On the first Sunday of Lent of this jubilee year, Pope John Paul II celebrated a solemn liturgy in which he and the cardinals of the Roman Curia who joined him offered a "universal prayer," which had the title: "Confession of Sins and Asking for Forgiveness." This solemn act was the fulfillment of an intention the pope had expressed in the papal bull Incarnationis mysterium (1994), with which he had formally declared the year 2000 to be a Great Jubilee. In that document he had proposed the "purification of memory" as "an act of courage and humility in recognizing the wrongs done by those who have borne or bear the name of Christian."
The pope’s intention to make such an "act of courage and humility" in the name of the Catholic Church during the jubilee year had raised questions about the theological grounding of such a confession of sins and request for forgiveness. In particular, it was asked whether this implied that the church as such shared the guilt of those sins and, if so, how this was compatible with the church’s holiness. The members of the International Theological Commission were asked to prepare a text that would give an answer to such questions. Their text, which does not have the official character of a document of the magisterium, was published last month under the title Memory and Reconciliation: The Church and the Faults of the Past. Its purpose is to clarify the presuppositions that ground such an official expression of repentance for faults and sins that have marked the history of the Catholic Church.
The I.T.C. document, which takes up 33 pages, followed by seven pages of notes, is divided into six chapters. The first chapter looks for historical precedents for such an expression of repentance on the part of church authorities. It finds them to be quite rare. It next seeks for light from the documents of Vatican II and quotes the sentence in which the council describes the church as "at the same time holy and always in need of purification" and says that it "incessantly pursues the path of penance and renewal." Coming to the "problem today," it lists the many questions that have been raised by the unprecedented step Pope John Paul has taken in asking forgiveness for the ways in which members of the Catholic Church have offended others during the past millennium.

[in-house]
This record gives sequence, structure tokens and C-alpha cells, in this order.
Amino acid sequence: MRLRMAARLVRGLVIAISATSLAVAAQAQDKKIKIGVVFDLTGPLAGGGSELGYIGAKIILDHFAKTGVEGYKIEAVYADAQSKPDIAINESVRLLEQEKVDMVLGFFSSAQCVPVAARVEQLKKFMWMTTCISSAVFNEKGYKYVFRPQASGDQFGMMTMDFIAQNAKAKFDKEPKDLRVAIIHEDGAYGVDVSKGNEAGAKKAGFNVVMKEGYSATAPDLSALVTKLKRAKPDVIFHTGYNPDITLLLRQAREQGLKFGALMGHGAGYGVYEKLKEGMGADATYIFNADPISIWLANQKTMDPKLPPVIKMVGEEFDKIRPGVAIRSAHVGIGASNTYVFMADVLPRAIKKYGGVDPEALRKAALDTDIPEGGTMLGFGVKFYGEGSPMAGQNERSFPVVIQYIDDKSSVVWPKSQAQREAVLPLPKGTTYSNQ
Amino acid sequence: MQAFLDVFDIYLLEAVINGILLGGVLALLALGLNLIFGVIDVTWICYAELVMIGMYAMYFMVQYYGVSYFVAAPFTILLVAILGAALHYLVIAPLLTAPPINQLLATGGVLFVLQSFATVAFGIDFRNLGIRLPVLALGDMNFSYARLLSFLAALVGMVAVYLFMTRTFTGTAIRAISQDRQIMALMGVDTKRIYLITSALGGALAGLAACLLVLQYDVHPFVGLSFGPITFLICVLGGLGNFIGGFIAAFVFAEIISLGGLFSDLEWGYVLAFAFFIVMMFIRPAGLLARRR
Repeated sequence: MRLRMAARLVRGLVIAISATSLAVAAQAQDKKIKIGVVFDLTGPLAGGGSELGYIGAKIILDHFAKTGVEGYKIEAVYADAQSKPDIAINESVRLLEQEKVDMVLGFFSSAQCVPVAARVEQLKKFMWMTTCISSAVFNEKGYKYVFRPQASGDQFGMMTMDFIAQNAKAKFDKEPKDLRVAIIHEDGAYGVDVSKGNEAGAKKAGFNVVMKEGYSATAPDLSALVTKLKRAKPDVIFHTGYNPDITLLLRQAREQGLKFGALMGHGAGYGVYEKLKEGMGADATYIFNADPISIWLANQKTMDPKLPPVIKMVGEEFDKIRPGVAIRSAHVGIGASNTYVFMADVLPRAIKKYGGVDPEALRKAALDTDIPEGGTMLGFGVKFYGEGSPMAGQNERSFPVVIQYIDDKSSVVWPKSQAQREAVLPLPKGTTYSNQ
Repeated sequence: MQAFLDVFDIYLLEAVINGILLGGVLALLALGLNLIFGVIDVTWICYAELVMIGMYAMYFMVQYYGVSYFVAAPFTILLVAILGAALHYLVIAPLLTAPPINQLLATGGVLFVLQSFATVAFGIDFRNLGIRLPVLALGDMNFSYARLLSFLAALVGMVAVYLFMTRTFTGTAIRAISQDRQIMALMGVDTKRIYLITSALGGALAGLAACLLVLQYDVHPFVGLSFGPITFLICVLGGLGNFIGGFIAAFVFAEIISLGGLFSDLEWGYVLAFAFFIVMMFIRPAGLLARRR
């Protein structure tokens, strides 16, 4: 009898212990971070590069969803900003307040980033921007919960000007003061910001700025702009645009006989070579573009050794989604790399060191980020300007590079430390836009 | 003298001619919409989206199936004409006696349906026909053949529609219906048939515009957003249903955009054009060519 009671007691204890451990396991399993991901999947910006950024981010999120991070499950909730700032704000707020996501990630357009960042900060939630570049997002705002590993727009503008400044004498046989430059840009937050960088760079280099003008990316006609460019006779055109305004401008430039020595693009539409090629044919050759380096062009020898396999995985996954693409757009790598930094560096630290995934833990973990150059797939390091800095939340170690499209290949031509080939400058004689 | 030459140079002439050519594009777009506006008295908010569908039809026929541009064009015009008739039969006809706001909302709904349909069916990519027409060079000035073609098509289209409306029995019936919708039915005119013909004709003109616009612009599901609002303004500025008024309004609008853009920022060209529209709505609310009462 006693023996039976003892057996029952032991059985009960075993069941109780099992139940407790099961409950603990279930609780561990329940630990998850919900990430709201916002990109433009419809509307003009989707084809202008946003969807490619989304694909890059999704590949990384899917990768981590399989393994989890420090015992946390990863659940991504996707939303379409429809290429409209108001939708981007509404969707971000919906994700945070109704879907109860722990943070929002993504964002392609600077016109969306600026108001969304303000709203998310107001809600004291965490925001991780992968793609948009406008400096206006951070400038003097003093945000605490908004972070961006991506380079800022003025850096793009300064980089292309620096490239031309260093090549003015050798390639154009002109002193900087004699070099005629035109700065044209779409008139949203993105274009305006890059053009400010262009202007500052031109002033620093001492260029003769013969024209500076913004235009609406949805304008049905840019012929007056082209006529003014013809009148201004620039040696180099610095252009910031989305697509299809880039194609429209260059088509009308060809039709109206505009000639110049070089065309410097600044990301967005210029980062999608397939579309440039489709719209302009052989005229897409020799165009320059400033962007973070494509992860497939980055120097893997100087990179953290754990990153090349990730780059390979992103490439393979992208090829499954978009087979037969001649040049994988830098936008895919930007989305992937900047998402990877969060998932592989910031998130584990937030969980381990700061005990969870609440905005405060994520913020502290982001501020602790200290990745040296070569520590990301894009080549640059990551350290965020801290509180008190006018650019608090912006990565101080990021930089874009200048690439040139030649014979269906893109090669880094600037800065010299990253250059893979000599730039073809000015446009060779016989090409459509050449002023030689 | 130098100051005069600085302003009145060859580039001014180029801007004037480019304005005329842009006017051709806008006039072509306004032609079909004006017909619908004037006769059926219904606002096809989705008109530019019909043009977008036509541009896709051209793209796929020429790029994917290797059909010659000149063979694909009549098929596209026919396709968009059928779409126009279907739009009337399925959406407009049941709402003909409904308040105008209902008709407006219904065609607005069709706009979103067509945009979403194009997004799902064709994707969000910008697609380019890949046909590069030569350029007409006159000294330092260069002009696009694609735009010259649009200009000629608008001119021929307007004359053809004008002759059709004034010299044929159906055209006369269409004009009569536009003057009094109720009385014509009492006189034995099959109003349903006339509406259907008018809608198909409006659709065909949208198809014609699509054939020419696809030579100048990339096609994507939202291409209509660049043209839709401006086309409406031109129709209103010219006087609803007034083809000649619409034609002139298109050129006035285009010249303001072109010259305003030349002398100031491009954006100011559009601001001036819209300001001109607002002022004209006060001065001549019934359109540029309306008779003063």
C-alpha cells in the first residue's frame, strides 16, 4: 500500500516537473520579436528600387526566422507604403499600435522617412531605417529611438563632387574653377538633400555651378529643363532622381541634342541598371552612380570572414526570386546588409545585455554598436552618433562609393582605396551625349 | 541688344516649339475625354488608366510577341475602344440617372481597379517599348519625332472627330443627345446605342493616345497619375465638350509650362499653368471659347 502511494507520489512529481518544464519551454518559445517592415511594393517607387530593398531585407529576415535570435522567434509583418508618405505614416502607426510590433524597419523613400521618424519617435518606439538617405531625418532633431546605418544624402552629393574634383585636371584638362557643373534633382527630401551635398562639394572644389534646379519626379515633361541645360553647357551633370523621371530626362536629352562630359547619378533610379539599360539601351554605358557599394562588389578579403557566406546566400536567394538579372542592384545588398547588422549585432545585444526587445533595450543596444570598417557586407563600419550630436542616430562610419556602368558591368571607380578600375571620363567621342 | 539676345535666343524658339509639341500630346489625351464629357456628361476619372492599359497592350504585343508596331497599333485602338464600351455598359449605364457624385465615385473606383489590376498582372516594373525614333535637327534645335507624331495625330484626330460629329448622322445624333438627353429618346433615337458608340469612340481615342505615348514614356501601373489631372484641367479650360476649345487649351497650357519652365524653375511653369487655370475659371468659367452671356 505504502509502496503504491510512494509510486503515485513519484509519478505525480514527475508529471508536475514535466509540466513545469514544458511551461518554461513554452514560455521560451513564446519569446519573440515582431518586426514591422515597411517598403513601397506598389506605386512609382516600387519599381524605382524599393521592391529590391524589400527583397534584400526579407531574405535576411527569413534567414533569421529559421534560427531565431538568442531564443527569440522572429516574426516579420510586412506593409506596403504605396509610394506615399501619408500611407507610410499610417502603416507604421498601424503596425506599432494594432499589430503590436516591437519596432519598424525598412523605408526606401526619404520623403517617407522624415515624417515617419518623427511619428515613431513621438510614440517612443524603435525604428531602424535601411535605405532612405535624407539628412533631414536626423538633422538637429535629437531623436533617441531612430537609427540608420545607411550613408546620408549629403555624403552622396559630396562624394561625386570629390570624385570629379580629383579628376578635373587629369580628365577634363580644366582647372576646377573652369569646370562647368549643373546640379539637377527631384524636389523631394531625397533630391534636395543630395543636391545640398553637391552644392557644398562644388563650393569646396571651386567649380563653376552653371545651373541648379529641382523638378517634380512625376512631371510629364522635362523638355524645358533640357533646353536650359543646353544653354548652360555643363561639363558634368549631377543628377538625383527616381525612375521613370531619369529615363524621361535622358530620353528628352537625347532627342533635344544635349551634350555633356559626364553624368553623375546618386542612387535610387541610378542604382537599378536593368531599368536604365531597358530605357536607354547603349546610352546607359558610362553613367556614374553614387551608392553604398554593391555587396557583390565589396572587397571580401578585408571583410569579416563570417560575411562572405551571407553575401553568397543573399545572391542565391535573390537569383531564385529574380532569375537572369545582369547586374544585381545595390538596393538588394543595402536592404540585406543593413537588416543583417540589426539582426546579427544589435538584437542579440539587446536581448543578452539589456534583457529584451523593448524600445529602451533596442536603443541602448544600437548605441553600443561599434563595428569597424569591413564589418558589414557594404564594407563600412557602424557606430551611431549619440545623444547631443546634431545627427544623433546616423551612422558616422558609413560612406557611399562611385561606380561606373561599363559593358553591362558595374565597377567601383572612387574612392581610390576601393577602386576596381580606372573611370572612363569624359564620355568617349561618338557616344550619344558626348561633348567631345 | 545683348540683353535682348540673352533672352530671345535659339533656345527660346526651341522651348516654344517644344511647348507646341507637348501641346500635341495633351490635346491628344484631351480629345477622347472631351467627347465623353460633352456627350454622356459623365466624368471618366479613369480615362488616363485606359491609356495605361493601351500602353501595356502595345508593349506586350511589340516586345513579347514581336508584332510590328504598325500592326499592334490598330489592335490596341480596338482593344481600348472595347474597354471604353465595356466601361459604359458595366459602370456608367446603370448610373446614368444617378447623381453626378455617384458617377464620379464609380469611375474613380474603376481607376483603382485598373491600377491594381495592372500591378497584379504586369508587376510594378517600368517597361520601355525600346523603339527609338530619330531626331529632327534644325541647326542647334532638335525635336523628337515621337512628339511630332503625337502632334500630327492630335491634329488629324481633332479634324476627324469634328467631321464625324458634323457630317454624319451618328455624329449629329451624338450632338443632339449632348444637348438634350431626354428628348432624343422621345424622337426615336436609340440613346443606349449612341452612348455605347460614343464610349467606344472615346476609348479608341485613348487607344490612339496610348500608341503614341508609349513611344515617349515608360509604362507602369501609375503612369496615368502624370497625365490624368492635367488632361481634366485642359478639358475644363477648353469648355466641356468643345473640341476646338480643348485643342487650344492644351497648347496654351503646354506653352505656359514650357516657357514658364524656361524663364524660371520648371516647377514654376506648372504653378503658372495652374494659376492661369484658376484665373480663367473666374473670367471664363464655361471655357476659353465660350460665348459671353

In the second chapter the theologians of the I.T.C. examined the scriptural background for such a confession of past faults, and in the third they summarized the theological foundation for the pope’s initiative. Four ecclesiological themes are developed here: the mystery of the church, the holiness of the church, the necessity of continual renewal and the motherhood of the church. The key question is whether the church itself can be held responsible for the sins of its members, and how the evident presence of sin in its history is compatible with the church’s holiness. I shall return to these questions after giving a brief summary of the rest of the document.
In Chapter Four the I.T.C. takes up the complex questions involved in arriving at sound historical and theological judgments about events of the past. It points out that a correct reading of the past must avail itself of all possible contributions by the historical sciences. At the same time, the exercise of historical hermeneutics must lead to a theological evaluation in the light of the distinctive nature of the church.
In the fifth chapter the I.T.C. first proposes some ethical criteria for assessing the responsibility of today’s church for the sins and faults of the past. It then describes different areas in which such faults can be found.
The last chapter offers some pastoral reasons for acknowledging the faults of the past, along with some practical suggestions as to how and by whom this should be done.